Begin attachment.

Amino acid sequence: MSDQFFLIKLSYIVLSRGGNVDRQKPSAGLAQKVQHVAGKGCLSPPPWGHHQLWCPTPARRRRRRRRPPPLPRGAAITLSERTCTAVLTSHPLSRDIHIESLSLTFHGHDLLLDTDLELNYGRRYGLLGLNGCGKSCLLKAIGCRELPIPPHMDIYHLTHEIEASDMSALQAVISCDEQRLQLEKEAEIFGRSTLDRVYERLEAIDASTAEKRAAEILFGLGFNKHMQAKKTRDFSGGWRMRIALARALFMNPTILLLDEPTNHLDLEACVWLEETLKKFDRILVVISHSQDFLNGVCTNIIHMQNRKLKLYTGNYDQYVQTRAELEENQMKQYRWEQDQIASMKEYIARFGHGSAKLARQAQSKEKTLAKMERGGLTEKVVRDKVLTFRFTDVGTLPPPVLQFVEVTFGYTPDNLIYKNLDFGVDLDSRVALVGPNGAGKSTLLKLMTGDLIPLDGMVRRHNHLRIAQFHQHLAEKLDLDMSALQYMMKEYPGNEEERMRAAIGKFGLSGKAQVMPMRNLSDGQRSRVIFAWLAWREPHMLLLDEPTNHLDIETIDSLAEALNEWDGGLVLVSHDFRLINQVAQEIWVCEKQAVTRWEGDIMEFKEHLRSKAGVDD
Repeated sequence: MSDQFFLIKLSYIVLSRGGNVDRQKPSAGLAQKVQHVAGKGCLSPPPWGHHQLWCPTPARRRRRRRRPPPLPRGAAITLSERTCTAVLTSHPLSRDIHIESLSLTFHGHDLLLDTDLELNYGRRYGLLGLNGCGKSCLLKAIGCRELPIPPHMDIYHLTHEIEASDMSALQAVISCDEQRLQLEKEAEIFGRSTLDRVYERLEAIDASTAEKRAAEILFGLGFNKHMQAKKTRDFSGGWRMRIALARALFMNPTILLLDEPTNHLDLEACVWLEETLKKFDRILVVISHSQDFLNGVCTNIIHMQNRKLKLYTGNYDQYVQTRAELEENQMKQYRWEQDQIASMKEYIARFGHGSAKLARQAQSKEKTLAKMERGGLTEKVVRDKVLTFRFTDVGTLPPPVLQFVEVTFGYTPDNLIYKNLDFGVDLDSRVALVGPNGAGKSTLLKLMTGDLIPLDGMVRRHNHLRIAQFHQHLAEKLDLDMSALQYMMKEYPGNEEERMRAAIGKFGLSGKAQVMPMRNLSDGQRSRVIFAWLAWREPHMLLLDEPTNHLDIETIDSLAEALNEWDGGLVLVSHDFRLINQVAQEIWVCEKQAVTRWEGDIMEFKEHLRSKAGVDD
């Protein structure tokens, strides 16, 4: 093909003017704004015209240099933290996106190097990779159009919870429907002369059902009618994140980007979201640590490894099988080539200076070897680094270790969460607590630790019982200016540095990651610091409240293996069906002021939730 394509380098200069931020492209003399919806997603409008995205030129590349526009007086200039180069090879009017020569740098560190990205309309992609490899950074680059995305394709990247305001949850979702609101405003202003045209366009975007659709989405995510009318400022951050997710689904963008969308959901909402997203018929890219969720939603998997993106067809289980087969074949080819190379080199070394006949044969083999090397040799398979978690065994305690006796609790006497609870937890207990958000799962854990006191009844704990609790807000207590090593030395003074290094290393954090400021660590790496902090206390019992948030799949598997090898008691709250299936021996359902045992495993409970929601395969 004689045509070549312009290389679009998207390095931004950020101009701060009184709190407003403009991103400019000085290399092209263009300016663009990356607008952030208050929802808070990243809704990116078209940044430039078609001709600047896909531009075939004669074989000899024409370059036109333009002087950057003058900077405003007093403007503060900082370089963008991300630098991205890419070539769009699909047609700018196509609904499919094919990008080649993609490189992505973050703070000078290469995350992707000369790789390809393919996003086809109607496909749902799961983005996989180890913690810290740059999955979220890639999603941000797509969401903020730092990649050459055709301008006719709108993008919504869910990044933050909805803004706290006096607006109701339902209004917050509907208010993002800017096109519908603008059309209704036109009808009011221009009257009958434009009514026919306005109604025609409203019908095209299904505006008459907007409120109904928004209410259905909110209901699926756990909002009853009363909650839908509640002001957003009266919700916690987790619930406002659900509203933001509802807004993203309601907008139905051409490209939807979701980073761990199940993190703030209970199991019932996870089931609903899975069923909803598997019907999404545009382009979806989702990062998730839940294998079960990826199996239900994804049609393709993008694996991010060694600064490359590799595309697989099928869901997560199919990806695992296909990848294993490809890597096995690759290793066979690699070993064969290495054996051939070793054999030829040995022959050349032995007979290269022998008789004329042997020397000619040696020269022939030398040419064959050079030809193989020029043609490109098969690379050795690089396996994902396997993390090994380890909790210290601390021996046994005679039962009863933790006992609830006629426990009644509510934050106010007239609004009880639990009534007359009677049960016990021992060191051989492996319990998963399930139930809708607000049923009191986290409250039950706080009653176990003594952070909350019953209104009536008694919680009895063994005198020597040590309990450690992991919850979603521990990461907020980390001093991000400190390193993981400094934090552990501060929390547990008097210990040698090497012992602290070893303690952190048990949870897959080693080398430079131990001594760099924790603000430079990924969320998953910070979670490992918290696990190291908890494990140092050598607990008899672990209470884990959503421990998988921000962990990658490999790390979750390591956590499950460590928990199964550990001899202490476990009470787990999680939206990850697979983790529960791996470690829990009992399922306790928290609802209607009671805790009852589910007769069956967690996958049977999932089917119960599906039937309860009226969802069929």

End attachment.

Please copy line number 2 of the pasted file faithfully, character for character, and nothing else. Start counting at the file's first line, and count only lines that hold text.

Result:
Repeated sequence: MSDQFFLIKLSYIVLSRGGNVDRQKPSAGLAQKVQHVAGKGCLSPPPWGHHQLWCPTPARRRRRRRRPPPLPRGAAITLSERTCTAVLTSHPLSRDIHIESLSLTFHGHDLLLDTDLELNYGRRYGLLGLNGCGKSCLLKAIGCRELPIPPHMDIYHLTHEIEASDMSALQAVISCDEQRLQLEKEAEIFGRSTLDRVYERLEAIDASTAEKRAAEILFGLGFNKHMQAKKTRDFSGGWRMRIALARALFMNPTILLLDEPTNHLDLEACVWLEETLKKFDRILVVISHSQDFLNGVCTNIIHMQNRKLKLYTGNYDQYVQTRAELEENQMKQYRWEQDQIASMKEYIARFGHGSAKLARQAQSKEKTLAKMERGGLTEKVVRDKVLTFRFTDVGTLPPPVLQFVEVTFGYTPDNLIYKNLDFGVDLDSRVALVGPNGAGKSTLLKLMTGDLIPLDGMVRRHNHLRIAQFHQHLAEKLDLDMSALQYMMKEYPGNEEERMRAAIGKFGLSGKAQVMPMRNLSDGQRSRVIFAWLAWREPHMLLLDEPTNHLDIETIDSLAEALNEWDGGLVLVSHDFRLINQVAQEIWVCEKQAVTRWEGDIMEFKEHLRSKAGVDD